Climate Clippings - August 23
23 August 2010
Human activity obliterates natural carbon cycle in Brazos River
We crossed the wild Pecos
We forded the Nueces
We swum the Guadalupe
And we followed the Brazos...
Lyle Lovett gave the song new wings, but cowboys for generations have been lamenting lost love down by the "quick sandy" Brazos River.
Now a team of Texas geochemists have reported that damming and other human activities have obliterated something else: the natural carbon dioxide cycle in the state's longest river.
The study, published in the journal Biogeochemistry, is the first to document such overwhelming influence of human activity on carbon dioxide in a major river, according to Rice University.
Earth's rivers are thought to absorb and give off about one gigaton of carbon annually - a fraction of the 8.5 gigatons of carbon dioxide humans add to the atmosphere annually through the burning of fossil fuels, but a significant factor in any effort to describe how the atmosphere and biosphere systems exchange carbon dioxide.
Plants take up carbon dioxide from the air via photosynthesis and store it in leaves and stems. Some of that carbon gets buried in soil and locked away for hundreds or thousands of years. But much is also washed into rivers, where rapid decomposition can quickly return it to the atmosphere, the university reported.
Understanding that cycle is essential, scientists note, if policy makers are to plan effective carbon sequestration measures.
The Texas geochemists expected the Brazos' upper reaches, where the river runs over ancient limestone, to show extremely slow carbon cycling. Further downstream, where there's no limestone and the river runs through a humid, sub-tropical environment, they expected a quicker cycle common in tropical rivers.
Lab results showed the exact opposite.
"The carbon dioxide chemistry in the Brazos is flipped," said study co-author Bill Hockaday, assistant professor of geology at Baylor University in Waco, Texas. "In the upper part of the river, damming has changed the dynamics so much that if there ever was any carbon dioxide coming into the river form the limestone it's been cut off."
"With the damming, the carbon in the upper reaches appears to be rapidly cycling between the air the water due largely to algal photosynthesis."
The findings, added co-author Caroline Masiello, assistant professor of Earth Science at Rice, suggests scientists have some more work in front of them before they can make global assumptions about the role of rivers in the carbon cycle.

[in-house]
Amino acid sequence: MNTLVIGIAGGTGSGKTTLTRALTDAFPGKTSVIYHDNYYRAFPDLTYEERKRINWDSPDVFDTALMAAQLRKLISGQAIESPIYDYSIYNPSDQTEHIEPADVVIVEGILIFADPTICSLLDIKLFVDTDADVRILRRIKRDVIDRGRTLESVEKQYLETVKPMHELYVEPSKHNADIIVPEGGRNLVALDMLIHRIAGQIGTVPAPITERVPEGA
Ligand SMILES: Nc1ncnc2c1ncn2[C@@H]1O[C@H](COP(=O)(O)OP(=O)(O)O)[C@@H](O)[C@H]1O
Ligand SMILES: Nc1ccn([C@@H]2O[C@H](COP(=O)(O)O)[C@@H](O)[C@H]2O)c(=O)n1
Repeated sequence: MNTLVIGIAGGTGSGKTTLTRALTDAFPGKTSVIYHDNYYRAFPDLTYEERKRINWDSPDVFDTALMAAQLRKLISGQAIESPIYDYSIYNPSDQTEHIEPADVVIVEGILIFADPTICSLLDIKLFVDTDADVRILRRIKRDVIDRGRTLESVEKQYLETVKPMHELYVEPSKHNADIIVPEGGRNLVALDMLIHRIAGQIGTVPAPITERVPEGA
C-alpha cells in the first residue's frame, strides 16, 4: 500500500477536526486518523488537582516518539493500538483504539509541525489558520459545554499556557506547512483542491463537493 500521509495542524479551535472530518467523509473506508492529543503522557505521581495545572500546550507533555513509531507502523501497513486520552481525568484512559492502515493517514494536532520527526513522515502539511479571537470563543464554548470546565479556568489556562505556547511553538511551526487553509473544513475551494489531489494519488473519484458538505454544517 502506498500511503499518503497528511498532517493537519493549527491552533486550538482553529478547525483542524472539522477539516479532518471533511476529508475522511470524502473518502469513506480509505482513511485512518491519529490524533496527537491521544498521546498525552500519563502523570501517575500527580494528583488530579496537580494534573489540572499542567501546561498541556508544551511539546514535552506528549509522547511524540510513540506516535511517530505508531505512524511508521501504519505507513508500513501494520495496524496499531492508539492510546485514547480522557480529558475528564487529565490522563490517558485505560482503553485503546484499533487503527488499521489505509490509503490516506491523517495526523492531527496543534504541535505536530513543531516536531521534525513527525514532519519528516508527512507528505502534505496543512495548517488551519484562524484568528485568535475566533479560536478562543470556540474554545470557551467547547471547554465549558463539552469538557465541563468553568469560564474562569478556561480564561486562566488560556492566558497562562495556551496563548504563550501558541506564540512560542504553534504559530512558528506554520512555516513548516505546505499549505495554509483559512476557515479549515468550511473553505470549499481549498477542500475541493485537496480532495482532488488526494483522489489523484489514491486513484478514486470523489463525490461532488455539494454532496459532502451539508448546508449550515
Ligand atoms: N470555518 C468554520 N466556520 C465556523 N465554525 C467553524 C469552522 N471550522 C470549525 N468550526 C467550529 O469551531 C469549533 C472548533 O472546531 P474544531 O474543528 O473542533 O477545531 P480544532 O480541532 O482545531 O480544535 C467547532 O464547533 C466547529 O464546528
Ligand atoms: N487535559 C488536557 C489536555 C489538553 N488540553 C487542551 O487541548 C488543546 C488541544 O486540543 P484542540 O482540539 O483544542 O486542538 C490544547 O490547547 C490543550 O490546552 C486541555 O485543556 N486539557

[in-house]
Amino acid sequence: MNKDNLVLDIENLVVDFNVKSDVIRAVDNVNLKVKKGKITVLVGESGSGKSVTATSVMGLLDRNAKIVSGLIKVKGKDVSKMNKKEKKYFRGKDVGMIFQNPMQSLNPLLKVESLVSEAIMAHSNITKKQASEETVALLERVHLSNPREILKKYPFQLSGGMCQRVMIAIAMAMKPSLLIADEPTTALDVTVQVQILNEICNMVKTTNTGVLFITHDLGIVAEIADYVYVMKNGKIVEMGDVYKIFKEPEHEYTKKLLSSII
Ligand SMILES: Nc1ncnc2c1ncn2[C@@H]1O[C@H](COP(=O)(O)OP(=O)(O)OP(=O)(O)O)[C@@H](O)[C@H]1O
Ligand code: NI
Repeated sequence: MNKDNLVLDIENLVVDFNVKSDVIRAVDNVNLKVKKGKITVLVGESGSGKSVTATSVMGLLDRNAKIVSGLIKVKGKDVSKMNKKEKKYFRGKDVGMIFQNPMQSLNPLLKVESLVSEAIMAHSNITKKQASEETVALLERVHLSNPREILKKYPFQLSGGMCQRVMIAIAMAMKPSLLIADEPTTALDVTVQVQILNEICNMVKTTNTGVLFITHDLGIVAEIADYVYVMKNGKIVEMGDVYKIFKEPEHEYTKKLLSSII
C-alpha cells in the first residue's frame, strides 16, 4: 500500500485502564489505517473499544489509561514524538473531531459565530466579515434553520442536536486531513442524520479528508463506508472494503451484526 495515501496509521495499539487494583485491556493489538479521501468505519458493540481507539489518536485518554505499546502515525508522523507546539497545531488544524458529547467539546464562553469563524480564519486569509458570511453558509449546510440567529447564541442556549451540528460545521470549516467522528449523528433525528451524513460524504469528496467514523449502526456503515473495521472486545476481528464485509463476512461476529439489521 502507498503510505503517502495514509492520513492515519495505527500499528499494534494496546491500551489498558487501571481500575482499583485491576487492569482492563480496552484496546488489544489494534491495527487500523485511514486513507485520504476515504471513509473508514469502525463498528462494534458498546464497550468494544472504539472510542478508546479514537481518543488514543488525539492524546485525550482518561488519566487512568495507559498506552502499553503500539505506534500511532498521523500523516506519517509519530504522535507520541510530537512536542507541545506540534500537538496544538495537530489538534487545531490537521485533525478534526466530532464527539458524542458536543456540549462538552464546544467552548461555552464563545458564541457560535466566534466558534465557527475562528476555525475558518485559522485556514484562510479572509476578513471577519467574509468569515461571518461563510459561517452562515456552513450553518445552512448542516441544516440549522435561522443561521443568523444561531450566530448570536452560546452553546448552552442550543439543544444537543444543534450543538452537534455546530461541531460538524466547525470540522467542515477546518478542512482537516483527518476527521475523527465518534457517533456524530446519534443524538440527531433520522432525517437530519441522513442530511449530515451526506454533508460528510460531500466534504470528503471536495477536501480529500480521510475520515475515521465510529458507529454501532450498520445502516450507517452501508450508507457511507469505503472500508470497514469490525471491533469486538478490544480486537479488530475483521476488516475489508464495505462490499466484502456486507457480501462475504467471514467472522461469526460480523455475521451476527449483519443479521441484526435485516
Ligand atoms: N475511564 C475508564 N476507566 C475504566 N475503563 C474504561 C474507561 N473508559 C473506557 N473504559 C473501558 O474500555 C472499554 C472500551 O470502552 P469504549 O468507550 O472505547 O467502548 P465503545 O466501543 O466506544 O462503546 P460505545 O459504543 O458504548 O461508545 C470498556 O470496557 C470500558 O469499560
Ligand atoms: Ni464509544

"We may need to read many more of these stories before we can understand the bigger, global saga of riverine carbon cycling," she said.
Maybe, instead of lamenting the ladies, cowboys need to croon about carbon:
Now the girls of Little River
They're plump and they're pretty
The Sabine and the Sulphur
Hold beauties a'many
The banks of the Neches
There are girls by the score
But down by the Brazos
I'll wander no more.
Uncle Sam pumps up weatherization efforts
U.S. Energy Secretary Steven Chu last week awarded $120 million to approximately 120 organizations across the country to drive innovation under the Department of Energy's weatherization assistance program. The investments are meant to encourage the expansion of successful weatherization efforts and support new pilot projects demonstrating new technologies as well as innovative delivery and financial models.
The program, according to the department, is now weatherizing homes at its optimal run rate - about 25,000 homes per month. In June the program hit a milestone: 31,600 homes weatherized with Recovery Act stimulus funding, the most ever in a month.
Grantees receiving weatherization cash span 27 states and include everything from solar heating systems to small-scale wind to insulation technology to high-efficiency boilers.
Other winners are fairly untraditional for the department, and include financers, private companies, universities and entities like Habitat for Humanity and YouthBuild USA.
More information and a full list of award selections can be found here on the Department of Energy's Web site.
Disagreeing over how to agree
Why do we disagree about climate change? It's an audacious question, to say the least, writes William Anderegg, biology professor at Stanford University. Yet two new books - James Hoggan's Climate Cover-up and Mike Hulme's Why We Disagree About Climate Change attempt to tackle it.
Both authors, he notes, assess the various - and persistent - barriers and offer up suggestions on how to overcome them. Hoggan ends with a list of ways citizens can take action ("First and foremost, you must inform yourself"). Hulme ends on a gloomier note, concluding we disagree about climate change because we think in ways that are simply and insurmountably different.
Anderegg, writing in the journal Climatic Change, suggests climate scientists and academics need to be better participants in a discourse that extends beyond both science and change. An informed media "serves as a crucial link" between the Ivory Tower and the public, he wrote. "This underscores the need to maintain science and environment reporters as those trained to discern the experts, even as much of the mainstream media is undergoing a transition."
Scholars, Anderegg said, will continue to push into and illuminate the shadow falling across gaps in the scientific record.
"We must take care that the light reaches the public as well," he said.
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